Viking-Era Sword Hilt Found in Norway Near Grave of 'Gausel Queen'

Amateur detectives have uncovered remnants of a Viking-era sword that shows intricate and spectacular workmanship of a millennium ago.

Two enthusiasts found, independently of each other, a sword broken into three pieces in the Jåttå/Gausel area in Stavanger, a city in southwestern Norway that was founded in 1125.

They found the relics near the grave of the so-called "Gausel queen," which was discovered in 1883 and is still considered one of the richest women's graves from the Viking Age of 793 to 1066. Rich artifacts looted from the British Isles were found in the grave.

Circa 900 AD, Viking ships invading England
Illustration: Viking ships invading England, circa 900 AD. Amateur detectives have uncovered remnants of a Viking-era sword in the Jåttå/Gausel area in Stavanger, a city in southwestern Norway that was founded in 1125. Hulton Archive/Getty Images

Only 20 similar swords of this type have been found in Norway, out of approximately 3,000 total Viking swords found. The blade is missing, but the hilt has unique and exquisite detailing not previously witnessed.

It would have been one of the most ornamented heavy swords of the period, while the remaining hilt is decorated with gold and silver.

Conservator Cora Oschmann of the University of Stavanger said of restoring the find: "It is very exciting to work on a find like this. It is challenging work, but we uncover new details daily."

The sword's décor includes gilded elements of the typical Iron Age and Viking Age animal styles found between 550 and 1050.

The hilt is also decorated with geometrical patterns in silver, made with the so-called niello technique.

Vikings and Anglo-Saxons march re-enactment York
Re-enactors representing the rival armies of the Vikings and Anglo-Saxons march at Clifford's Tower in York City during the Jorvik Viking Festival on February 17, 2018, in York, England. Amateur detectives have uncovered remnants of a Viking-era sword in the Jåttå/Gausel area in Stavanger, a city in southwestern Norway that was founded in 1125. Rich artifacts looted from the British Isles were also found. Ian Forsyth/Getty Images

Niello is a black mixture of sulfur, copper, silver, and lead that is used to inlay engraved or etched metal, especially silver and gold. Added as a powder, when fired it melts and then flows or is pushed into the engraving on the metal. The surface of the metal is then polished to emphasize the contrast with the black niello.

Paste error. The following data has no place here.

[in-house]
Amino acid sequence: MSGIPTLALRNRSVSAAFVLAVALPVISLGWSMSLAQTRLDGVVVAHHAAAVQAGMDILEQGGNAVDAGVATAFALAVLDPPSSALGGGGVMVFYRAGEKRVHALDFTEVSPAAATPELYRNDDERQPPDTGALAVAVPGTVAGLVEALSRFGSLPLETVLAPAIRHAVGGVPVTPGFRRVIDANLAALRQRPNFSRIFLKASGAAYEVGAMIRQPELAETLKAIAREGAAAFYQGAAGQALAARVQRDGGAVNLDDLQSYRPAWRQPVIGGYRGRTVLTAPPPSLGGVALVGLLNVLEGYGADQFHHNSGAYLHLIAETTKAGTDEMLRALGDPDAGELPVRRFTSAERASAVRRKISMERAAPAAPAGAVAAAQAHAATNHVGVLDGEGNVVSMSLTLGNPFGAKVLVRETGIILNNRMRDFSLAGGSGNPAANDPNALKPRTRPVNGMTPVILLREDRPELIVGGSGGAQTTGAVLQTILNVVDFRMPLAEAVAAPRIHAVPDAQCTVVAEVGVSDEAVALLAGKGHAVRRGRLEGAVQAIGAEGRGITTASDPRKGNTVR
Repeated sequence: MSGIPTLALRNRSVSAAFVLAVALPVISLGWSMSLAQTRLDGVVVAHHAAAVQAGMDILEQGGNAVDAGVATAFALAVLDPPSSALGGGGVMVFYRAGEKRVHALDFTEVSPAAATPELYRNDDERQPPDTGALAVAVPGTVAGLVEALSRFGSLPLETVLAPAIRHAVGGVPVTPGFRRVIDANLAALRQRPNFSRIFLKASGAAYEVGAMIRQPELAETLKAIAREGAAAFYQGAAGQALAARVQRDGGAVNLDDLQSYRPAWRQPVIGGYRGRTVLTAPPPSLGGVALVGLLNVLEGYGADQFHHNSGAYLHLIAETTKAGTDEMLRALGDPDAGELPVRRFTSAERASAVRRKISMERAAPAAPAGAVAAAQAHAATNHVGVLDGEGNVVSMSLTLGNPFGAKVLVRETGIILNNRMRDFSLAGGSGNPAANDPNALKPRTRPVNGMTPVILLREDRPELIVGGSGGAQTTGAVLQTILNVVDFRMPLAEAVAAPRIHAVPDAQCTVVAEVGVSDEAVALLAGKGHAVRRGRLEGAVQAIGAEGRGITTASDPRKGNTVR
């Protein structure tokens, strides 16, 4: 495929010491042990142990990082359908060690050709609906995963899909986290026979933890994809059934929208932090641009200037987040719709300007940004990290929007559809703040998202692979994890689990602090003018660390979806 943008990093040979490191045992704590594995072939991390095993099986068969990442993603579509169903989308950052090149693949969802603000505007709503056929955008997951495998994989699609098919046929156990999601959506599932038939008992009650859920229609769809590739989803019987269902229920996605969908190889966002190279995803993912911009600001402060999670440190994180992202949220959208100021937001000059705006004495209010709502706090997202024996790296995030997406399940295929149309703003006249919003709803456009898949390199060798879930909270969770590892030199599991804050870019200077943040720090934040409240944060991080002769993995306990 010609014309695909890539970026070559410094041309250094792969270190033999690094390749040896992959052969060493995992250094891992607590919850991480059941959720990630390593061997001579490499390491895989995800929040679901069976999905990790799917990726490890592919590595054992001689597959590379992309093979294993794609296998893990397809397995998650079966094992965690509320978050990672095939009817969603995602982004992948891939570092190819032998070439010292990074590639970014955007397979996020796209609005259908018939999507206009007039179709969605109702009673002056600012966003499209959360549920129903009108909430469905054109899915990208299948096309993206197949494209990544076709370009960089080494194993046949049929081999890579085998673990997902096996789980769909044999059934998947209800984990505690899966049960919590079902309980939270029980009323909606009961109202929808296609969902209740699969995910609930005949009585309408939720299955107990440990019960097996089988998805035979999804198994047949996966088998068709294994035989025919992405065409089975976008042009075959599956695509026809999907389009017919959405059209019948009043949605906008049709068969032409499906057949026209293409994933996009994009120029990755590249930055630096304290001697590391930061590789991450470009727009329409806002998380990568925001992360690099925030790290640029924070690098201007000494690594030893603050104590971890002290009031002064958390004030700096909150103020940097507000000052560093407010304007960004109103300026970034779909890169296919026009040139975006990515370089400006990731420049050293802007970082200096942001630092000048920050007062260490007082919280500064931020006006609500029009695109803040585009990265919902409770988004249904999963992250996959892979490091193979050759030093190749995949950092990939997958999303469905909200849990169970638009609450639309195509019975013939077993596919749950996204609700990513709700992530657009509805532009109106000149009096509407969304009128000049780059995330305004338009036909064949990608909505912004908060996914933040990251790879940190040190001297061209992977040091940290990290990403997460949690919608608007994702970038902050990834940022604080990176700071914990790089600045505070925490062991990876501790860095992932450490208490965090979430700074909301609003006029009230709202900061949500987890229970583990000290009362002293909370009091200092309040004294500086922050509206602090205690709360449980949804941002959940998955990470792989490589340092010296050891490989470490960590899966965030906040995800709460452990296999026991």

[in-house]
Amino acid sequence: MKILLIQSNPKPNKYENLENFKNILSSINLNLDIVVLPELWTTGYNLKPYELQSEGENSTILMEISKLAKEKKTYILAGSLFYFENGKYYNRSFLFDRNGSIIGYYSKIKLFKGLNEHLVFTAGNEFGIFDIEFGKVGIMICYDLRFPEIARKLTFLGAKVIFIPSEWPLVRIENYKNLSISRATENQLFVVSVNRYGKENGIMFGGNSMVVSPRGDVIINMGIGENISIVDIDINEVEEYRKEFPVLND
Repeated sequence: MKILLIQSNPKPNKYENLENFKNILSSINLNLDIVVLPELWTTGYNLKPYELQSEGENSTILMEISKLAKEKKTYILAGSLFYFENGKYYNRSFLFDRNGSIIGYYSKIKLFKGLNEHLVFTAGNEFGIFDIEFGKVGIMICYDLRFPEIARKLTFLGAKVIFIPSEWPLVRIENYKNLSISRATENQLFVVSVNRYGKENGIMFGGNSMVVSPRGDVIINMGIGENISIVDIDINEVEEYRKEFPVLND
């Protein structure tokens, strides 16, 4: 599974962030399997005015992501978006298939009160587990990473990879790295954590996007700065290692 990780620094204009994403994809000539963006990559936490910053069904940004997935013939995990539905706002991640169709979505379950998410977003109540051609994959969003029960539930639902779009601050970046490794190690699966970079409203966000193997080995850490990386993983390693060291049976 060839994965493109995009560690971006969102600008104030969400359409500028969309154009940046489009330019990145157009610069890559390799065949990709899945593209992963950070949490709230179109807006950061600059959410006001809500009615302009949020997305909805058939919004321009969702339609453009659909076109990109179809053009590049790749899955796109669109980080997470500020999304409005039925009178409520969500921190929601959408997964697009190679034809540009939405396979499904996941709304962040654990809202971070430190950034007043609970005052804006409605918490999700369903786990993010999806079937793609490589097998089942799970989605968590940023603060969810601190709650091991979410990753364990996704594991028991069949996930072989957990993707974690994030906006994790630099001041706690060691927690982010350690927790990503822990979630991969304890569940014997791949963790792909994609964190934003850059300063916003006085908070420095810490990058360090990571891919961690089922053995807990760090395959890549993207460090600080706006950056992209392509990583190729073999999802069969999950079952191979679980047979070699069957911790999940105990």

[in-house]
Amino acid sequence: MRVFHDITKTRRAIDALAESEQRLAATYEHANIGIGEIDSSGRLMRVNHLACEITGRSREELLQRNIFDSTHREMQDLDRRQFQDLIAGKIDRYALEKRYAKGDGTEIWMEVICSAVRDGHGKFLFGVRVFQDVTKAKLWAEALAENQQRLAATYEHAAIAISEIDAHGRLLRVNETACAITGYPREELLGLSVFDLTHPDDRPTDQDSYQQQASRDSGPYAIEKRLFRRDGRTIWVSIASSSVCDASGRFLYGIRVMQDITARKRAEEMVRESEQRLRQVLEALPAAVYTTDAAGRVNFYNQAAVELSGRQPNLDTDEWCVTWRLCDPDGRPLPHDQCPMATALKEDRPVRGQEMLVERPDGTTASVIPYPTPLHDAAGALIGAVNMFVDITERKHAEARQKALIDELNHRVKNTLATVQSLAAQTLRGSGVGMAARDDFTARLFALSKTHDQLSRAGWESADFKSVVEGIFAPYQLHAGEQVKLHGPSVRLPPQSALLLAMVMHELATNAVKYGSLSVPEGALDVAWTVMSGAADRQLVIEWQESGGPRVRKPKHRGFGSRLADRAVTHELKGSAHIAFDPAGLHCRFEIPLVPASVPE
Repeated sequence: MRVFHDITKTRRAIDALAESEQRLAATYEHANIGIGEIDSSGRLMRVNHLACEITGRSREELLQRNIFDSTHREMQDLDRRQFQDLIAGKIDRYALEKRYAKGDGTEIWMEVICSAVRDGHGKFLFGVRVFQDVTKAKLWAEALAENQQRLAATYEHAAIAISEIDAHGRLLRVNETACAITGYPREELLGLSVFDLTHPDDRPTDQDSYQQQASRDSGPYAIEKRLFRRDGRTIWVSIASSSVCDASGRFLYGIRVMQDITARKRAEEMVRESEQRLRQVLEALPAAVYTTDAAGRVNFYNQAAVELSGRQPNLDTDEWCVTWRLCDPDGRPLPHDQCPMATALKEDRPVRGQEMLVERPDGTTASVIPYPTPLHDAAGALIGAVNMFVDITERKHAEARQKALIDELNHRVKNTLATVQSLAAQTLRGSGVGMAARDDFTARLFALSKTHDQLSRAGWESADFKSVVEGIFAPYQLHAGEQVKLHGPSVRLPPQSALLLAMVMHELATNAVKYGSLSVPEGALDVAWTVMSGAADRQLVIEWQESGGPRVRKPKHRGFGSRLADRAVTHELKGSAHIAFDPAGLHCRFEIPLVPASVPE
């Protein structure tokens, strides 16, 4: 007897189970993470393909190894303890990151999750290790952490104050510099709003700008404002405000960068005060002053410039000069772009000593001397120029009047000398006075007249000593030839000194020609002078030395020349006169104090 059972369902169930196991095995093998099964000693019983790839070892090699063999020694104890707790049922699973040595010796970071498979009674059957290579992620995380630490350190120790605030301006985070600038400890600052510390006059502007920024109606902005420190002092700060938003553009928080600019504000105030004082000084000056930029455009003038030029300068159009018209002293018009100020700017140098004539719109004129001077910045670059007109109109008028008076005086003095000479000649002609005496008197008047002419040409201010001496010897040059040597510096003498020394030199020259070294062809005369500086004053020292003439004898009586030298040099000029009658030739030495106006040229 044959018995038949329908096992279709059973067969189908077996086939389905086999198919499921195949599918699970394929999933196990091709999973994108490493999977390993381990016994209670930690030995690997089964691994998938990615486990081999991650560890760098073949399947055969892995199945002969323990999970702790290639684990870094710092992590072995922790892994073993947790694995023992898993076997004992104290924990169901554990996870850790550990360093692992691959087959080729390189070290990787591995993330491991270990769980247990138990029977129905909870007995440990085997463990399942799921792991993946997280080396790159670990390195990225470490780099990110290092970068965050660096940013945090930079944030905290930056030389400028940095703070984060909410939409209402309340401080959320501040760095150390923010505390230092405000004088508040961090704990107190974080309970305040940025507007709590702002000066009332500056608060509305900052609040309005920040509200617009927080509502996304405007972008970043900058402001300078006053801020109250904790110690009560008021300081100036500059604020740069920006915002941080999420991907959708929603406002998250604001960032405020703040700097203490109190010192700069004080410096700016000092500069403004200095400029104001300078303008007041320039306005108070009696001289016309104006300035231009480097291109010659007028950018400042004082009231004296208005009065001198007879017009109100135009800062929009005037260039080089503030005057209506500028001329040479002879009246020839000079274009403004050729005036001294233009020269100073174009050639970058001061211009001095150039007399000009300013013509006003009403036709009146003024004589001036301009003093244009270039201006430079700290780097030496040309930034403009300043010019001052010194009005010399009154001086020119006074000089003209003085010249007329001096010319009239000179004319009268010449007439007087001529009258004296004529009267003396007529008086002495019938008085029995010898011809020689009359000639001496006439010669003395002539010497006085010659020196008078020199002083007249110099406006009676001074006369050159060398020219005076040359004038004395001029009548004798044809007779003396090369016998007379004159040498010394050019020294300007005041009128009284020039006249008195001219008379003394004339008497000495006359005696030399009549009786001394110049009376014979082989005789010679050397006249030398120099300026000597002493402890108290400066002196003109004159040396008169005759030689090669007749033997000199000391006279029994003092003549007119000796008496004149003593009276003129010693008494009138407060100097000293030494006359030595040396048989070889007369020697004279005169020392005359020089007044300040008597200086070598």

The crossguard of the newly-discovered hilt are shaped like animal heads. "The technique is of a very high quality, and both the lavish and complicated decor and the special formation of the crossguard make this a truly unique find," said archaeologist Zanette Glørstad of the university's Museum of Archaeology.

According to the museum, this sword type was probably imported to Norway and has been found in both Eastern and Western Europe. "But it is possible to imagine that copies of these types of swords were made by very competent sword smiths in Norway," Glørstad said.

"The décor suggests that the sword was made in France or England, and that it can be dated to the early 800s, like the sword found on the island Eigg", Glørstad said.

The Jåttå/Gausel-area in southwestern Norway is believed to have been the starting point for extensive alliances and looting. "Viking" is the term used to describe seafaring Norse people irrespective of nationality in the Middle Ages.

For the Anglo-Saxons of England of the time, the word came to mean pirate or raider. The first known attack by Viking raiders occurred in 793 at the island monastery Lindisfarne in northern England near the Scottish borderlands.

"The location of the find, close to the Gausel queen, means that we have to take a new look at the entire Jåttå/Gausel area," said Håkon Reiersen of the Stavanger museum.

The metal detector enthusiasts who found the artifacts immediately turned them over to the government, as required by law. Once conservation is completed, the sword will be exhibited at the Museum of Archaeology at the University of Stavanger.

This story was provided to Newsweek by Zenger News.